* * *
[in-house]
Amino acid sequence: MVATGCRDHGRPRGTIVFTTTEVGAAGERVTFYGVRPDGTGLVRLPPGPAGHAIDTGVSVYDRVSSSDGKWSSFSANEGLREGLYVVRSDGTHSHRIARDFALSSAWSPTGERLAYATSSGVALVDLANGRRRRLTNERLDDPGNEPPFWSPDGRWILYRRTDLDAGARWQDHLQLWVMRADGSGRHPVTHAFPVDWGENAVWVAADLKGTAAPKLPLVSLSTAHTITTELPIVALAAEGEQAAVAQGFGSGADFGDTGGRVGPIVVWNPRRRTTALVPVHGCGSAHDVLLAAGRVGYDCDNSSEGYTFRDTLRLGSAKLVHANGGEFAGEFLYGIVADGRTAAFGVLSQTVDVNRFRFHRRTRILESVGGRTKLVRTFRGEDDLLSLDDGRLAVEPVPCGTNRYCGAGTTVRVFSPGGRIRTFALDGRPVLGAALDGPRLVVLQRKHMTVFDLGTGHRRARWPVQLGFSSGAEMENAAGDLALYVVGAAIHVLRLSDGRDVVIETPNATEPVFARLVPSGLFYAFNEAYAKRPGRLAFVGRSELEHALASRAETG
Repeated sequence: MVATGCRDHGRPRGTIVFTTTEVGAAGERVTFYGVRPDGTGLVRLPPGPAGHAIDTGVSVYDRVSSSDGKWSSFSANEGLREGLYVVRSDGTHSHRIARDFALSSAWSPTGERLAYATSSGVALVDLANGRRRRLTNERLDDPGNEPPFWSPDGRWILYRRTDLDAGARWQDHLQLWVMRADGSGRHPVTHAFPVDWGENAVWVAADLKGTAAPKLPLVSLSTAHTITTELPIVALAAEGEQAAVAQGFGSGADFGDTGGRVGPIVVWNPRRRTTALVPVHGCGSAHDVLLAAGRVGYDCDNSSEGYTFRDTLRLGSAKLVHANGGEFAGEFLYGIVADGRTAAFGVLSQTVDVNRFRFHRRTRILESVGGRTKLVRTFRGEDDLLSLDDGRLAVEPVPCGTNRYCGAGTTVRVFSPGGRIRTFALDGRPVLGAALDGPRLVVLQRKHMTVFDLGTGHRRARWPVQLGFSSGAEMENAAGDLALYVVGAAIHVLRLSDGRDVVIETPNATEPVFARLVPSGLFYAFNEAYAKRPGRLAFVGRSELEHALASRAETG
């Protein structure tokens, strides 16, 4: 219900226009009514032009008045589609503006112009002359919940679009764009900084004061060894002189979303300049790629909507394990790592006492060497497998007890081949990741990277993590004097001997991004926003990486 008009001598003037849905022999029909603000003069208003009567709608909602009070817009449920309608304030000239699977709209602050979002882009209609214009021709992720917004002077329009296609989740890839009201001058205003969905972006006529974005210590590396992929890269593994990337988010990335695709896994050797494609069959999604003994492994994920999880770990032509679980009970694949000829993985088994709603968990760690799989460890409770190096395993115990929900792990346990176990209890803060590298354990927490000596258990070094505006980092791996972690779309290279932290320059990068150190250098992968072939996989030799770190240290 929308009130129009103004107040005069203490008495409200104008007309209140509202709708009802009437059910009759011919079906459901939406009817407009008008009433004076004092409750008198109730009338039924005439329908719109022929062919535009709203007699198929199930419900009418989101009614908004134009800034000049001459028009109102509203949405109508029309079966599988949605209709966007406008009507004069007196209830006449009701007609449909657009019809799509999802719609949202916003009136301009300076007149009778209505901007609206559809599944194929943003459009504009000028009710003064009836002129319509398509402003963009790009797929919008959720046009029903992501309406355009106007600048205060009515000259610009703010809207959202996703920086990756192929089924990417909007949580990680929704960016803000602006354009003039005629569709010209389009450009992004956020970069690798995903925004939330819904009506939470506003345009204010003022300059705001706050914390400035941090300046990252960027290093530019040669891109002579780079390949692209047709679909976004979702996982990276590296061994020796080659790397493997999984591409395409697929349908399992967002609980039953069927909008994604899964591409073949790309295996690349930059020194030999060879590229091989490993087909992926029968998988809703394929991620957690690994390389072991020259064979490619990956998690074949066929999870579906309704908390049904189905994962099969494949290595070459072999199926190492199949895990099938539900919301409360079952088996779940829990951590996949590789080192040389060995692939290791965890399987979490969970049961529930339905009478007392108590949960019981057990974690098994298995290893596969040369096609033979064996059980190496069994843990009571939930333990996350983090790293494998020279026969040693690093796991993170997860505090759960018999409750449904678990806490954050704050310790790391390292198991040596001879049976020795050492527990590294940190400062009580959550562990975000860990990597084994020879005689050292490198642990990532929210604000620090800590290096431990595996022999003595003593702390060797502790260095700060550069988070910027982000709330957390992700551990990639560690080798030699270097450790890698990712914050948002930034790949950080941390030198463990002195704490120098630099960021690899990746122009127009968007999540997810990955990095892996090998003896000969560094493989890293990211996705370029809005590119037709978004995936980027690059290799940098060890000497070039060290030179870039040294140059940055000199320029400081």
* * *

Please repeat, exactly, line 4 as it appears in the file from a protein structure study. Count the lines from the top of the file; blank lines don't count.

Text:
């Protein structure tokens, strides 16, 4: 219900226009009514032009008045589609503006112009002359919940679009764009900084004061060894002189979303300049790629909507394990790592006492060497497998007890081949990741990277993590004097001997991004926003990486 008009001598003037849905022999029909603000003069208003009567709608909602009070817009449920309608304030000239699977709209602050979002882009209609214009021709992720917004002077329009296609989740890839009201001058205003969905972006006529974005210590590396992929890269593994990337988010990335695709896994050797494609069959999604003994492994994920999880770990032509679980009970694949000829993985088994709603968990760690799989460890409770190096395993115990929900792990346990176990209890803060590298354990927490000596258990070094505006980092791996972690779309290279932290320059990068150190250098992968072939996989030799770190240290 929308009130129009103004107040005069203490008495409200104008007309209140509202709708009802009437059910009759011919079906459901939406009817407009008008009433004076004092409750008198109730009338039924005439329908719109022929062919535009709203007699198929199930419900009418989101009614908004134009800034000049001459028009109102509203949405109508029309079966599988949605209709966007406008009507004069007196209830006449009701007609449909657009019809799509999802719609949202916003009136301009300076007149009778209505901007609206559809599944194929943003459009504009000028009710003064009836002129319509398509402003963009790009797929919008959720046009029903992501309406355009106007600048205060009515000259610009703010809207959202996703920086990756192929089924990417909007949580990680929704960016803000602006354009003039005629569709010209389009450009992004956020970069690798995903925004939330819904009506939470506003345009204010003022300059705001706050914390400035941090300046990252960027290093530019040669891109002579780079390949692209047709679909976004979702996982990276590296061994020796080659790397493997999984591409395409697929349908399992967002609980039953069927909008994604899964591409073949790309295996690349930059020194030999060879590229091989490993087909992926029968998988809703394929991620957690690994390389072991020259064979490619990956998690074949066929999870579906309704908390049904189905994962099969494949290595070459072999199926190492199949895990099938539900919301409360079952088996779940829990951590996949590789080192040389060995692939290791965890399987979490969970049961529930339905009478007392108590949960019981057990974690098994298995290893596969040369096609033979064996059980190496069994843990009571939930333990996350983090790293494998020279026969040693690093796991993170997860505090759960018999409750449904678990806490954050704050310790790391390292198991040596001879049976020795050492527990590294940190400062009580959550562990975000860990990597084994020879005689050292490198642990990532929210604000620090800590290096431990595996022999003595003593702390060797502790260095700060550069988070910027982000709330957390992700551990990639560690080798030699270097450790890698990712914050948002930034790949950080941390030198463990002195704490120098630099960021690899990746122009127009968007999540997810990955990095892996090998003896000969560094493989890293990211996705370029809005590119037709978004995936980027690059290799940098060890000497070039060290030179870039040294140059940055000199320029400081």